Human Resources

Jobs and career resources at All Children's Hospital

Do you want to work for an organization that does amazing things every day? Do you want to make a difference with your career? Would you like to come to work, knowing that what you do will help support children and families from Tampa Bay, the state of Florida and beyond?

We get it. We want to make a difference too. That's why we work at All Children's Hospital in Tampa Bay, Florida. All Children's Hospital is the newest member of the Johns Hopkins Healthcare System and we couldn't be more proud.

Our world is an action-packed mix of the most sophisticated pediatric care provided anywhere, coupled with the best lifestyle anyone could imagine. It all happens in our amazing new hospital that opened in January 2010. We think our state-of-the-art facility will blow you away. Nestled in tropical surroundings, our downtown campus is just minutes from a lively restaurant and cultural scene, beautiful beaches, sports galore, and a multitude of family activities.

We take our work, and our fun, very seriously.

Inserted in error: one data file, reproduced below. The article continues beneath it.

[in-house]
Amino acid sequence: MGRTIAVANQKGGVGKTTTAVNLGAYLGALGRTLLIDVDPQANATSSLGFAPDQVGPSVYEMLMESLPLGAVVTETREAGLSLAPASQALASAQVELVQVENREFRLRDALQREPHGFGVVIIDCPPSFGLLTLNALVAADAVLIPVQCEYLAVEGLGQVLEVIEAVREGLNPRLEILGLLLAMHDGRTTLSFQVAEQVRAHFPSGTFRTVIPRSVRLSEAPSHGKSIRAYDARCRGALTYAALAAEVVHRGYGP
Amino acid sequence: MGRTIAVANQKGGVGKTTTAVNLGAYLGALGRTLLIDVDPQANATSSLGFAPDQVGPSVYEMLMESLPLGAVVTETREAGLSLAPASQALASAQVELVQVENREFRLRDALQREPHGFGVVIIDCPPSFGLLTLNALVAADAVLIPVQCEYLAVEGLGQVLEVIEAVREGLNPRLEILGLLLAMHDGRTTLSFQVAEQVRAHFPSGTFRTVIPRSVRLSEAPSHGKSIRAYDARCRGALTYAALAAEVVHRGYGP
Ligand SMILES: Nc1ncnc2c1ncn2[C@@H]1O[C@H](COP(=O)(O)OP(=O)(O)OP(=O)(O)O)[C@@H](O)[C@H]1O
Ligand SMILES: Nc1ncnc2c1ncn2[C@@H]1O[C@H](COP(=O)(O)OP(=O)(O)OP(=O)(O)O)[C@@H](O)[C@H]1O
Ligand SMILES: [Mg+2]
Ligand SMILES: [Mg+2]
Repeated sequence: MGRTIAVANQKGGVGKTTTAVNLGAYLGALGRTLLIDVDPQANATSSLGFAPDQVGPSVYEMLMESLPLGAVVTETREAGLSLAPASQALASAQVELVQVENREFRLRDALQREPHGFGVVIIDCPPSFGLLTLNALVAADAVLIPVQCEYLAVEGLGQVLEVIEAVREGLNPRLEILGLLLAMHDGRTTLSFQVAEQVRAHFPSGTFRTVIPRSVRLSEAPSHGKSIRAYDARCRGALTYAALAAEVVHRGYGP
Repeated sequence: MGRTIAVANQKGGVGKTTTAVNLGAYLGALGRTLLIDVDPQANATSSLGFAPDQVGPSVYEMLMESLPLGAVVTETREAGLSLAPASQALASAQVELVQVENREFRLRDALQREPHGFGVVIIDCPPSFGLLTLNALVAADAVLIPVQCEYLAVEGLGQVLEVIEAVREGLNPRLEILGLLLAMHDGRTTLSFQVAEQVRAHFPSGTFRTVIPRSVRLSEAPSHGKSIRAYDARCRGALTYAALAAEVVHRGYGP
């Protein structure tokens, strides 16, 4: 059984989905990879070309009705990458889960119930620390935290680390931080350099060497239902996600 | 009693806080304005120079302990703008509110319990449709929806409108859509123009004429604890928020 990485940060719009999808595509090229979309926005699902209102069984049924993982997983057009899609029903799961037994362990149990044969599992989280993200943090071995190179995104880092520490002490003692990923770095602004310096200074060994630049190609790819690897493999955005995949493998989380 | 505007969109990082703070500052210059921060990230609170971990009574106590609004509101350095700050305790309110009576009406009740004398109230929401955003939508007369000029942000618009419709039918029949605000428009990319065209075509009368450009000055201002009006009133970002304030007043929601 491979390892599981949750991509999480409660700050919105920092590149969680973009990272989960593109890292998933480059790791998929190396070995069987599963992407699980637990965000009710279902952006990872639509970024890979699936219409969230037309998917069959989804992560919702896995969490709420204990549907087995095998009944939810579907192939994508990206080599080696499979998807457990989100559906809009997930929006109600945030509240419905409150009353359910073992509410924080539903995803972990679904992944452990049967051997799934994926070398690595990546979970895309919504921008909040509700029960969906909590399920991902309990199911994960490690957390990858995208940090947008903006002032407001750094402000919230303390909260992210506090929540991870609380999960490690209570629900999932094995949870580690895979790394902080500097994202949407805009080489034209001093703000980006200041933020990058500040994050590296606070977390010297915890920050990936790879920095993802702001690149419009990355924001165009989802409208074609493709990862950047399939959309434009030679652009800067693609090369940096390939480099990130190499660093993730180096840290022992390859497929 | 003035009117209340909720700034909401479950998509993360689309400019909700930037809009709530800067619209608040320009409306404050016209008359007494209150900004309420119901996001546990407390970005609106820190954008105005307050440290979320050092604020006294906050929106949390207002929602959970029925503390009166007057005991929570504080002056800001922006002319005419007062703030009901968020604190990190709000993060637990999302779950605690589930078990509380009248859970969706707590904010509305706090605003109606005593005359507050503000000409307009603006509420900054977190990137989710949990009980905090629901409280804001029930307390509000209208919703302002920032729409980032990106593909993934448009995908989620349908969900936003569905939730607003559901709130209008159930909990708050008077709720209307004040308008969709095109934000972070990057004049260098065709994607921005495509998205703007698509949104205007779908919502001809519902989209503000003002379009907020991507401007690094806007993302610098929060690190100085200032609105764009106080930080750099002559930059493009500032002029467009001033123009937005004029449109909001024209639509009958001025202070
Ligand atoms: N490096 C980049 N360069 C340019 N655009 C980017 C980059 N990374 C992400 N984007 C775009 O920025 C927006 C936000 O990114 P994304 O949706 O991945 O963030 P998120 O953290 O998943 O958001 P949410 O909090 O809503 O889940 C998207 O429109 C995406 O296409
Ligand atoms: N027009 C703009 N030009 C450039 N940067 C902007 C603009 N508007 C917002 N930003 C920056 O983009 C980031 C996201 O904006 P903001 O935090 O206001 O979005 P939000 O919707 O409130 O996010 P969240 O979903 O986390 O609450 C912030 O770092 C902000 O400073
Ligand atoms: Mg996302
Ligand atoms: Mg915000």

Take one minute and check out a day in the life with us in our Zero to Sixty video, and then decide if you have what it takes to be part of the All Children's Hospital team.

We think you're going to love it here!


(Posted on 09/29/2014) Plato, the loveable mascot from Publix Super Markets, visited patients at All Children’s Hospital on Friday, September 26.
(Posted on 09/29/2014)

A yearly flu vaccine is one of the most important things families can do to protect a child's health. The American Academy of Pediatrics and the Centers for Disease Control and Prevention recommend that all children over the age of six months receive the flu vaccine every year.

(Posted on 09/26/2014) The Autism Center at All Children’s Hospital sponsors a family support group called "Parent to Parent." Meetings are held on the first Tuesday of the month. The next meetings are scheduled for:
(Posted on 09/24/2014) Sickle cell disease is an inherited, lifelong condition that affects 70,000 – 100,000 people in the United States. Each year, about 1,000 babies are born with the disease. Currently, there is no widely available cure.
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